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Spinosaur Dentition (was RE: Spinosaur crests & sails)
<>Is there any possibility that the differences between *Spinosaurus
aegypticus* and *S. moroccanus* represent sexual dimorphism?<>
Rob Gay wrote:
>>>Uh oh, someone mentioned sexual dimorphism, so of course I have to
My thoughts on this, and the validity of these species:
Based on nothing more than my gut intuition, my conversations with HP
Mendez, and the descriptions and illustrations I've seen, I would lean
towards sexual dimorphism. <<
Ahh, sexual dimorphism is a good thing to discuss. There is one problem
with this, we need more spinosaur material. SO until more specimens are
described and more are found?we need to look at available material.
>>>Mainly, you can't claim that _Spinosaurus moroccanus_ is different
than _S. aegypticus_, based on teeth, because we don't know what the
full range of teeth was like in _Spinosaurus_ in
the first place. Until we know the degree to which there may have been
heterodonty expressed in _Spinosaurus_, we can't say that one is different
than the other due to dentition differences. I do have more to say on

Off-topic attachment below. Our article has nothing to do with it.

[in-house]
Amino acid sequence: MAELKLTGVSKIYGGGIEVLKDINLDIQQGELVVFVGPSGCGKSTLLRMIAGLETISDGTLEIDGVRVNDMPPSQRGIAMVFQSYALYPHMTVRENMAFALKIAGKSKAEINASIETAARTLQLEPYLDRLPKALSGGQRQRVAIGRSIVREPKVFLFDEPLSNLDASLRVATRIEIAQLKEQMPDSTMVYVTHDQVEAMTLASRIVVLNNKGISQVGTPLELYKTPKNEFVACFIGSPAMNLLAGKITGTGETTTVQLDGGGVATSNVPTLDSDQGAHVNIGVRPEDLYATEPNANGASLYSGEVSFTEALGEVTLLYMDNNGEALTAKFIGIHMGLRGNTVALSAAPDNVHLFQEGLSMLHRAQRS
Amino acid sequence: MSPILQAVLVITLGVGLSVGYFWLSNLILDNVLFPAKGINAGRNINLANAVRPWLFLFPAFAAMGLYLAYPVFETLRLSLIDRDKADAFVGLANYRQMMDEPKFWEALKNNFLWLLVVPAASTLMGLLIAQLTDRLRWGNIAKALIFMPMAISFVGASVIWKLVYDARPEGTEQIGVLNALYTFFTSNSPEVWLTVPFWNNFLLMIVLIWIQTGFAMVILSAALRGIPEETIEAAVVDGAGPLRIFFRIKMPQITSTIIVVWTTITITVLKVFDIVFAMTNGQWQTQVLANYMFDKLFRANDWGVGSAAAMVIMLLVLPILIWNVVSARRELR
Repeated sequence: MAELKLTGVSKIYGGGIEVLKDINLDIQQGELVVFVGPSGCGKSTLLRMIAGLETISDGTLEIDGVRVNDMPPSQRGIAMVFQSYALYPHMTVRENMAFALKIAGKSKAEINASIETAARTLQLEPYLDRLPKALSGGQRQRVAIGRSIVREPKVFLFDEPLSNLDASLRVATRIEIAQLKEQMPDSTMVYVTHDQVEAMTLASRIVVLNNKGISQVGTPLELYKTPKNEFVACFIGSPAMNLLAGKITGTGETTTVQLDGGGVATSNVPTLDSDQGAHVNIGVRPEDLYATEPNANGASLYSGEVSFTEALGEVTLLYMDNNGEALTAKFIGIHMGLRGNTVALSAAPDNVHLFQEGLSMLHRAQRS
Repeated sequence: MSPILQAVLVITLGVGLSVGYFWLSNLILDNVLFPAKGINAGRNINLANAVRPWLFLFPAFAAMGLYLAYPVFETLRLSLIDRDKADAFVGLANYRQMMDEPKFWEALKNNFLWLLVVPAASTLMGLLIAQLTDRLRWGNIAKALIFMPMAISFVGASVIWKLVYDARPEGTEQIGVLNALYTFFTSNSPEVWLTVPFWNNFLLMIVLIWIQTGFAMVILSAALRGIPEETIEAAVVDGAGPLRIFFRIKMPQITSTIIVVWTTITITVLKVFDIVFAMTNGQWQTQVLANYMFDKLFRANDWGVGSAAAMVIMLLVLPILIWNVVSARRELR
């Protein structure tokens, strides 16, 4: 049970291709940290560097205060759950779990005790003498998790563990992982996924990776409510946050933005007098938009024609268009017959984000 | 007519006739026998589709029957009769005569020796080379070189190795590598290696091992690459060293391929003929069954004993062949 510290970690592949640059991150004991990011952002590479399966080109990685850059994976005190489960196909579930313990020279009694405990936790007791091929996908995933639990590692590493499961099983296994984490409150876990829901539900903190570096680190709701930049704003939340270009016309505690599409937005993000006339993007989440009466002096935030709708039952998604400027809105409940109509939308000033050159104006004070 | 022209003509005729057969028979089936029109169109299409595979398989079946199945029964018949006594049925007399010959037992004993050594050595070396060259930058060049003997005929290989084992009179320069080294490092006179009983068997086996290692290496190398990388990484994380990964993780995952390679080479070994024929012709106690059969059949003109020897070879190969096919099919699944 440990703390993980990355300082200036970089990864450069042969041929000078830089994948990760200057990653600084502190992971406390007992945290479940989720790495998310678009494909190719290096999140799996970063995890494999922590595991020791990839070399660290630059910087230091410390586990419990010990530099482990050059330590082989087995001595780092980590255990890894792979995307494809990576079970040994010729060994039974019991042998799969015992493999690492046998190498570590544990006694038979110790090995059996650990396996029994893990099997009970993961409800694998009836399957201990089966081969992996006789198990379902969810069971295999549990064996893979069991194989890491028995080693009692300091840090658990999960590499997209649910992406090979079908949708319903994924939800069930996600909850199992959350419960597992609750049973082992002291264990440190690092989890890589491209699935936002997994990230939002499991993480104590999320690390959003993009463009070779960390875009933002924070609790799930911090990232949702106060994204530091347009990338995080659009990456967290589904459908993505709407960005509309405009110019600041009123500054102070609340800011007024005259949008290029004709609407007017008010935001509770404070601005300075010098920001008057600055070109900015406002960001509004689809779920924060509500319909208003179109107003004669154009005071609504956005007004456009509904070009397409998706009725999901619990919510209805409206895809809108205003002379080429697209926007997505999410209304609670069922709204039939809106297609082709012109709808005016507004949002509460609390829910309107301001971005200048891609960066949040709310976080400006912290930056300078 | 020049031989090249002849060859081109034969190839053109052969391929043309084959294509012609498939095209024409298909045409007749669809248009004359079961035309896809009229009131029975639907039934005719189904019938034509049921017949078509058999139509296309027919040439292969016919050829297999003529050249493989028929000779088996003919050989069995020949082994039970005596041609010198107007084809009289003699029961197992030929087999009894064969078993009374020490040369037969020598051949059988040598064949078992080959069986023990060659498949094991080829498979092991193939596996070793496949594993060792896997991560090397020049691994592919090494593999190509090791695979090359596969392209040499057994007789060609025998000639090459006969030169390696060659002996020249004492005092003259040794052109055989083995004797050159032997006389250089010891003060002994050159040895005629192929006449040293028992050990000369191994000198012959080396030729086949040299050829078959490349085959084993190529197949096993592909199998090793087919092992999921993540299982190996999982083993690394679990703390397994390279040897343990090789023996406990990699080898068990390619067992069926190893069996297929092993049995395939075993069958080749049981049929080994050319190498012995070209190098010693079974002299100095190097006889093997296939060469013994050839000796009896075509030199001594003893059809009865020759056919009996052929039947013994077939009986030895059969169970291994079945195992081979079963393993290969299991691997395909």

this, but I'm about to go out into the field for today. <<<
I definitely agree. Teeth in many theropods vary on thee position of
the jaws. I cant recall any species right now, I know that teeth do differ
whether its lower or upper jaws. I have seen spinsaur teeth, and they
vary. The number of serrations vary on teeth a lot. The shape varies
too. Suchomimus is known for having many teeth, all are of different
sizes. I would think that teeth have different curves, some may curve
a lot and some may be straight.
On another note, this morning I was running in the park (by the school).
Not to bragg or anything, but as I pulled in for first place (it wasn?t
a race, but it sure felt like one). Anyway, as I finished the long run,
I glanced up and saw the coolest thing ever! From 500yds away, I saw
the billboard for Jurassic Park 3. It was the spinosaur (the metallic
one) with a shoaw over it, a shadow of a pterosaur!! That is cool! Anyone
know what pterosaur that is? Any ideas?
Atomic DinoLab, University of Chicago
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